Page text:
Braman audit reveals lack of oversight; town clerk controlled "almost all" finances

by Jordan Green

Around the same time the Town of Braman's expenses got out of hand, one of the town's certificates of deposit was cashed in without the governing board's approval, and a lack of supervision over the former town clerk enabled her to have control over almost all aspects of the town's finances, including her own pay.

Those are some of the findings detailed in the town's 2017 – 2018 and 2018 – 2019 year-end audits, both of which were completed months after they were due.

After nearly a year of controversy over Braman's finances, the Braman Board of Trustees voted unanimously April 1 to send findings from those audits to Kay County District Attorney Brian Hermanson so that he may consider filing charges against former town clerk Sandra Barrows. Trustees alleged that Barrows misappropriated municipal funds, and independent auditor Kimberlye R. Mayer outlined some of the financial issues she discovered in a letter to board members.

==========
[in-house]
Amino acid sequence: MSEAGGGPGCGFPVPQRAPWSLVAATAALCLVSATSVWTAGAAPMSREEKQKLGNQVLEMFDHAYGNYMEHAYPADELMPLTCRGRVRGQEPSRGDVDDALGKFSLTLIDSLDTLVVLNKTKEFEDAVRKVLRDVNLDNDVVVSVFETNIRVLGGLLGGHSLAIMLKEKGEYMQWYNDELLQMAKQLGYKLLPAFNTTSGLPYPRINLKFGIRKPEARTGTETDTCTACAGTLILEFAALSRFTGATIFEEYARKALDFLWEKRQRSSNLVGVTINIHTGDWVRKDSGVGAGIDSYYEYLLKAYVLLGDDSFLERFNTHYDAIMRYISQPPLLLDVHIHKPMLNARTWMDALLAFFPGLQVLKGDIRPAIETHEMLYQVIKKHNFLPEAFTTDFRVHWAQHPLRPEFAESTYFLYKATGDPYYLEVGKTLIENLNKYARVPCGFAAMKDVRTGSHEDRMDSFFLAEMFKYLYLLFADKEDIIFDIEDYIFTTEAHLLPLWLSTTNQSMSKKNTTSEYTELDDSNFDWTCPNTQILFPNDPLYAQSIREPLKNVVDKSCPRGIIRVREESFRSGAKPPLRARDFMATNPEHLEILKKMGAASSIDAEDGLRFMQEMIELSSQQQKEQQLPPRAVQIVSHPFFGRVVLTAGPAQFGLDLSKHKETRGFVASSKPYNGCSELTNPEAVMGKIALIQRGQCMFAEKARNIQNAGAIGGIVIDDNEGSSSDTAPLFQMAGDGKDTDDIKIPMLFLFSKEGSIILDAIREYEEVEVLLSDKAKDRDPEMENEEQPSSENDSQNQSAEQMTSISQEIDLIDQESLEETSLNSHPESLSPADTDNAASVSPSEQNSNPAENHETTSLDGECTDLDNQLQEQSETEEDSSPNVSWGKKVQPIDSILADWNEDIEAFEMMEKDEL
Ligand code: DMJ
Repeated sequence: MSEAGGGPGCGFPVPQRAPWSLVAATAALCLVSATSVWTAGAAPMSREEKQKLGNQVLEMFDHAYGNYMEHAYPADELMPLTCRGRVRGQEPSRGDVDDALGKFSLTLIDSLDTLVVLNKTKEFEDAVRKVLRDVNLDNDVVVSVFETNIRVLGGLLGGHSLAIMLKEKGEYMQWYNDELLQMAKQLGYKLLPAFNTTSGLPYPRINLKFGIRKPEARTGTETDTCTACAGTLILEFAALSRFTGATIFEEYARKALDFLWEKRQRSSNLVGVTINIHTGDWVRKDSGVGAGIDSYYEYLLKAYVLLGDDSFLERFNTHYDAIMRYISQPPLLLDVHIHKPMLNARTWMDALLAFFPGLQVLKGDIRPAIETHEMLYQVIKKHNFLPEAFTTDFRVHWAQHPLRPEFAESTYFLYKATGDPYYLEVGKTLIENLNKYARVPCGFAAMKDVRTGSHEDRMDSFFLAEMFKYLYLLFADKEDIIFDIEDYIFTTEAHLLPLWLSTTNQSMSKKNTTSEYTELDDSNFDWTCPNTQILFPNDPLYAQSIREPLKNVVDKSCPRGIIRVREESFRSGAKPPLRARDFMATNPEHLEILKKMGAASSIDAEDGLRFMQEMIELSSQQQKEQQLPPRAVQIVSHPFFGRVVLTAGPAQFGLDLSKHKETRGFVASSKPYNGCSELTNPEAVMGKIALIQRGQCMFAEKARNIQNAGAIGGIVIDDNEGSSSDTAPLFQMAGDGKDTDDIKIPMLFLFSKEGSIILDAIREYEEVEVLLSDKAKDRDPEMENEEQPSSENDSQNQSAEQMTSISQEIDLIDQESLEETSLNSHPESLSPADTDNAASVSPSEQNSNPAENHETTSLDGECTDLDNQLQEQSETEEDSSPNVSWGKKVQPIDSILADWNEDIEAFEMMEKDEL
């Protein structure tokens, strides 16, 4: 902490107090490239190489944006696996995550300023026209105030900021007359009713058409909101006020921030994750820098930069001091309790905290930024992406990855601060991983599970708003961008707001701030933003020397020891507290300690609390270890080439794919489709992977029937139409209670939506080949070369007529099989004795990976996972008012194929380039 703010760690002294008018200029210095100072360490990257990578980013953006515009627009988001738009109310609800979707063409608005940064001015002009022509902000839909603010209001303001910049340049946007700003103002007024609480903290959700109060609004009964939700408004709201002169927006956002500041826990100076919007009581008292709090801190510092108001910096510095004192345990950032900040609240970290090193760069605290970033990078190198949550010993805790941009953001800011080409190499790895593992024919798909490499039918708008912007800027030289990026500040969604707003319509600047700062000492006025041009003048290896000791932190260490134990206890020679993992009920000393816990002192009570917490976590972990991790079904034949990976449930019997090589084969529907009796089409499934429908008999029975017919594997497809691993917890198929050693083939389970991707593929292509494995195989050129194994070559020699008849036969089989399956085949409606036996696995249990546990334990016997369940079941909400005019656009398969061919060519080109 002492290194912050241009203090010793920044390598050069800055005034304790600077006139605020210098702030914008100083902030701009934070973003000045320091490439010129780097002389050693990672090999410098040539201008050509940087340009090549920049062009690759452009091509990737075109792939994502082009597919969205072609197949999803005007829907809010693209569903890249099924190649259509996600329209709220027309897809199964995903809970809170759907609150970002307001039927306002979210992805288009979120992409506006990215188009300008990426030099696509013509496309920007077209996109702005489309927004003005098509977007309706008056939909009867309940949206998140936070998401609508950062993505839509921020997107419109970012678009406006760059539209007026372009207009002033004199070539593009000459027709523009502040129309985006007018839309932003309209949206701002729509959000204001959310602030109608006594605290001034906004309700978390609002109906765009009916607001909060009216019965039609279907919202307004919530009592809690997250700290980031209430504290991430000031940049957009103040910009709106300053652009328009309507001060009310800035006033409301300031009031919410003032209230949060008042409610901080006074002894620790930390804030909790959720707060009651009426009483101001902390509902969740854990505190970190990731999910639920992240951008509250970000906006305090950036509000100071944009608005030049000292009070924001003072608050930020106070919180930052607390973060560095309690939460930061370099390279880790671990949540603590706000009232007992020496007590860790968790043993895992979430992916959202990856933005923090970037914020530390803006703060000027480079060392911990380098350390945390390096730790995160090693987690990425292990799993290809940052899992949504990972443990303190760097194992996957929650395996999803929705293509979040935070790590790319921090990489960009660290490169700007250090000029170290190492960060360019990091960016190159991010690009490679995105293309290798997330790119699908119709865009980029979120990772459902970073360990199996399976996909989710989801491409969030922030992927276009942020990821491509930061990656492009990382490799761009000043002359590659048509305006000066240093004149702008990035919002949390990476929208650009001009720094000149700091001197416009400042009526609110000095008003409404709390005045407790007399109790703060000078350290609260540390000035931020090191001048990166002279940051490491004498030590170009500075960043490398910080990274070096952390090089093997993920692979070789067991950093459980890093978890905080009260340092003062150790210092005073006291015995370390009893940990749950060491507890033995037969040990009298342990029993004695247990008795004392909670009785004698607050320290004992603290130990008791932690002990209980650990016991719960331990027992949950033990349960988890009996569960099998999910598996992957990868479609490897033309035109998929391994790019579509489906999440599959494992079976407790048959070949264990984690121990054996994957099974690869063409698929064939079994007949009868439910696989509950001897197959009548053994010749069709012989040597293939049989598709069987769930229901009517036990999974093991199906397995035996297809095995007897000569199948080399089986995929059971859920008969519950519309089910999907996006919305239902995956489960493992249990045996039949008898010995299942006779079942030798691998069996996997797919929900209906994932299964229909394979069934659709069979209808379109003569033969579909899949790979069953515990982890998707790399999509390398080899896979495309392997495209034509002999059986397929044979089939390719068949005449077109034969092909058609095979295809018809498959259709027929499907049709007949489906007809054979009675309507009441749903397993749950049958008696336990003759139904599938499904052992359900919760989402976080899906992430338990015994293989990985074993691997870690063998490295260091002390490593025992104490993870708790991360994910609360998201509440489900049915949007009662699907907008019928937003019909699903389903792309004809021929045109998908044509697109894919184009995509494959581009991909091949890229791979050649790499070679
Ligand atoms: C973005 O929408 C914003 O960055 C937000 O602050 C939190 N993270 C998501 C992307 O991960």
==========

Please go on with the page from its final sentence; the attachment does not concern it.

The Journal-Tribune filed an open records request on April 8 for the letter from Mayer, who was appointed as the town's independent auditor in June 2019 after former mayor Marvin Allen Sandbek uncovered a number of financial irregularities. Mayer said that Barrows had control over the town's general ledger as well as the town's utility billing and payment systems. Mayer also found that utility payments were not reconciled with the town's accounting program, and reported that Barrows oversaw most of the town's accounting procedures.